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Philips Opal Pendant Lamp

Materials: Opal frosted satin embossed ribbed or waved glass. Some hardwood, often suggested that it is afrormosia or teak. Metal or Bakelite socket.

Cord Length: 60 cm / 23.62’’

Height: 35 cm / 13.77”

Width: ∅ 30 cm / 11.81”

Electricity: 1 bulb E27, 1 x 75 watt maximum, 110/220 volt.
Any type of light bulb can be used. But preferably a white, opaque or frosted one.

Period: 1950s, 1960s – Mid-Century Modern.

Designer: To be appraised.

Manufacturer: Koninklijke Philips N.V., Eindhoven, The Netherlands. 

Other versions: This Philips opal pendant lamp was made with several different types of glass. In Belgium almost all Philips lamps got a name, in The Netherlands they had numbers. A similar lamp is named Edam in Belgium, after the form of the Dutch cheese ball. They all have a different number starting with NG. They are numbered NG 74-25, NG 74-30, NG 74-35. (25, 30, 35 cm – 9.84, 11.81, 13.77”).

Often said that it is a design by Louis Christiaan Kalff (1897 – 1976). It was designed and produced in the period Kalff worked for the company, but many designs were made by the Philips design-team. All designs were approved by Kalff. He was the head of the design-team.

Koninklijke Philips N.V.

Inspired by the fast-growing electricity industry and the promising results of Gerard Philips own experiments to make reliable carbon filaments, Frederik Philips (his father) financed the purchase of a modest factory in Eindhoven, The Netherlands in 1891.  Frederik Philips was a Jewish banker based in Zaltbommel.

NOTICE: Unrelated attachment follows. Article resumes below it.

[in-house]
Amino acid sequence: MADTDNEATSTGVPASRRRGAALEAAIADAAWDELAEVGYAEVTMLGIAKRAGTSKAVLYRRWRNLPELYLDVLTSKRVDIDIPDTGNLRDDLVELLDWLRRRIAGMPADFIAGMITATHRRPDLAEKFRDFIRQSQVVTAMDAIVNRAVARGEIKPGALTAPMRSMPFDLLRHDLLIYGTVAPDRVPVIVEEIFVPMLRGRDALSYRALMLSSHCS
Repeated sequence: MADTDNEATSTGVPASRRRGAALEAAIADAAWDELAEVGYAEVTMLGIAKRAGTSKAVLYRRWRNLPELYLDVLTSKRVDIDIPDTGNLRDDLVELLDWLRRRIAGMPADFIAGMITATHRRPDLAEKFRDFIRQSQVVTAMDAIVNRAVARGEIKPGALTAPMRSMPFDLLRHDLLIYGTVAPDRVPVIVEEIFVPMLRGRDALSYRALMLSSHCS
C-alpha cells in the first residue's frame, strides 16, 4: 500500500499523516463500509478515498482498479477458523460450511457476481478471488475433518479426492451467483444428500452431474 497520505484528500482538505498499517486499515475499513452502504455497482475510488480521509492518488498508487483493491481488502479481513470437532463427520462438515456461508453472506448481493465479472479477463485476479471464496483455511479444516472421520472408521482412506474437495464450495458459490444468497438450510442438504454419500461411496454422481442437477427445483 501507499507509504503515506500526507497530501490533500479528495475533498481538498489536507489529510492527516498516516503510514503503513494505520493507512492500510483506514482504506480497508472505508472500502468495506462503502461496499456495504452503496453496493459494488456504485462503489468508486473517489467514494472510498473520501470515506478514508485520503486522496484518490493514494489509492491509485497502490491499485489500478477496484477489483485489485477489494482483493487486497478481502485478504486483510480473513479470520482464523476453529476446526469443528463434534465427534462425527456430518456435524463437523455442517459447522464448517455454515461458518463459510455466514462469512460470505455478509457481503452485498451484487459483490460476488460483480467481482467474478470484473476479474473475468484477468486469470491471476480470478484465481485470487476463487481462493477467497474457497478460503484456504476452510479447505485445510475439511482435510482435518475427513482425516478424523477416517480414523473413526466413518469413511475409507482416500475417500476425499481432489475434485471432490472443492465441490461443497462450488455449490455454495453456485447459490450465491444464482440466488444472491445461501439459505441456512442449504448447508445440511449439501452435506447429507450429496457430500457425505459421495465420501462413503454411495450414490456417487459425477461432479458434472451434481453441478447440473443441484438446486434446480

In 1895, after difficult first four years and near bankruptcy, Anton Philips joined the company. He was Gerard’s younger brother. With Anton’s arrival, the family business began to expand rapidly. The brothers changed their family business by founding the Philips corporation. They laid the foundations for the later electronics multinational.

In 1930 the first shaver of the Philips company was introduced and was simply called “The Philishave”.

A day before the German invasion in the Netherlands on 9 Mai 1940, the Philips family fled to the United States of America, taking a large amount of the company capital with them.

Operating from the US as the North American Philips Company, they managed to run the company throughout the war. After World War II the company was moved back to the Netherlands, with their headquarters in Eindhoven.


Links (external links open in a new window)

The complete history of the company on the Philips website 
Philips – Wikipedia
The Evoluon building on Wikipedia
Website of the Philips Museum in Eindhoven
Louis Kalff – Wikipedia (only in Dutch)
Edam cheese – Wikipedia
Afrormosia wood – Wikipedia


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Louis Kalff

Philips 1963 Advertisement Edam – Belgium – Price 320 BEF, Belgium Francs, today 8 euro.

Philips 1963 Advertisement Edam Pendant Lamp - Belgium - Price 320 BEF, Belgium Francs, today 8 euro.

Louis Christiaan Kalff

Louis Kalff (Amsterdam, 14 November 1897 – Waalre, 16 September 1976) was a pioneering industrial designer in the Netherlands during the first half of the 20th century. With a solid background including studies in sculpture, ceramics, furniture design and architecture, he began to work for the Philips company in 1924. He started for the department consumer electronics – company marketing.

In 1929 he started a department for design of lighting products: LIBU – Lichtadviesbureau (Dutch for light consultancy). Louis Kalff was responsible for the lighting sections of the World Exhibitions in Barcelona, Antwerp and Paris.

 As freelancer he also designed posters and advertising for the Holland America Line, Calvé, Zeebad Scheveningen, Holland Radio and many others. He also designed book covers.

After World War II Kalff kept himself active in industrial design for Philips. After his retirement in 1960, Louis Kalff stayed with Philips as a consultant and architect. In 1961 he was given the direction and execution of the Evoluon building in Eindhoven. It was the last work of the light architect who almost worked for forty years at the Philips group.